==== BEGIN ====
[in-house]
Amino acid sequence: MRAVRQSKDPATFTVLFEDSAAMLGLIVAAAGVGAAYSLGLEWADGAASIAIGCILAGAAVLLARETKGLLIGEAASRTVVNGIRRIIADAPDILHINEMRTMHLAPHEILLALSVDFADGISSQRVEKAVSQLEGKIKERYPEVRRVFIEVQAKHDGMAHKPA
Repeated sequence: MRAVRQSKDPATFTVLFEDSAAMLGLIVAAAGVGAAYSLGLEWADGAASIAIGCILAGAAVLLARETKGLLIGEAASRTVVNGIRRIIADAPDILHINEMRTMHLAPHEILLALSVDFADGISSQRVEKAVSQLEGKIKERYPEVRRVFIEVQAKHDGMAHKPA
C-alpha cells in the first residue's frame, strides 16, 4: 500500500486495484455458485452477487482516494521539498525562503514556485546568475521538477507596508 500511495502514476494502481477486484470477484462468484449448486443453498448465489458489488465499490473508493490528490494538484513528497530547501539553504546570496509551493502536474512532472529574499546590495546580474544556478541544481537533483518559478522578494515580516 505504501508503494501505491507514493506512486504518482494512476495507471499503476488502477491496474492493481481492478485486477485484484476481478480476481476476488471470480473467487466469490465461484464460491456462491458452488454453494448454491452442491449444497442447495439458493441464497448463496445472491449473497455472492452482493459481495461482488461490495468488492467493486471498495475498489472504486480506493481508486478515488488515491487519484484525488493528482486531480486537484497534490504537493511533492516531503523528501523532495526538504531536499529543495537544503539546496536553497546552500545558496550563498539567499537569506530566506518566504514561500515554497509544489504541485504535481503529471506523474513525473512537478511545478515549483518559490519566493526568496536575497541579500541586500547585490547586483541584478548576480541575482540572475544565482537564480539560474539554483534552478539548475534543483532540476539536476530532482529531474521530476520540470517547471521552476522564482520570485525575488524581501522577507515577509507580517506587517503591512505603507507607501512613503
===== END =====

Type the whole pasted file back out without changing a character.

[in-house]
Amino acid sequence: MRAVRQSKDPATFTVLFEDSAAMLGLIVAAAGVGAAYSLGLEWADGAASIAIGCILAGAAVLLARETKGLLIGEAASRTVVNGIRRIIADAPDILHINEMRTMHLAPHEILLALSVDFADGISSQRVEKAVSQLEGKIKERYPEVRRVFIEVQAKHDGMAHKPA
Repeated sequence: MRAVRQSKDPATFTVLFEDSAAMLGLIVAAAGVGAAYSLGLEWADGAASIAIGCILAGAAVLLARETKGLLIGEAASRTVVNGIRRIIADAPDILHINEMRTMHLAPHEILLALSVDFADGISSQRVEKAVSQLEGKIKERYPEVRRVFIEVQAKHDGMAHKPA
C-alpha cells in the first residue's frame, strides 16, 4: 500500500486495484455458485452477487482516494521539498525562503514556485546568475521538477507596508 500511495502514476494502481477486484470477484462468484449448486443453498448465489458489488465499490473508493490528490494538484513528497530547501539553504546570496509551493502536474512532472529574499546590495546580474544556478541544481537533483518559478522578494515580516 505504501508503494501505491507514493506512486504518482494512476495507471499503476488502477491496474492493481481492478485486477485484484476481478480476481476476488471470480473467487466469490465461484464460491456462491458452488454453494448454491452442491449444497442447495439458493441464497448463496445472491449473497455472492452482493459481495461482488461490495468488492467493486471498495475498489472504486480506493481508486478515488488515491487519484484525488493528482486531480486537484497534490504537493511533492516531503523528501523532495526538504531536499529543495537544503539546496536553497546552500545558496550563498539567499537569506530566506518566504514561500515554497509544489504541485504535481503529471506523474513525473512537478511545478515549483518559490519566493526568496536575497541579500541586500547585490547586483541584478548576480541575482540572475544565482537564480539560474539554483534552478539548475534543483532540476539536476530532482529531474521530476520540470517547471521552476522564482520570485525575488524581501522577507515577509507580517506587517503591512505603507507607501512613503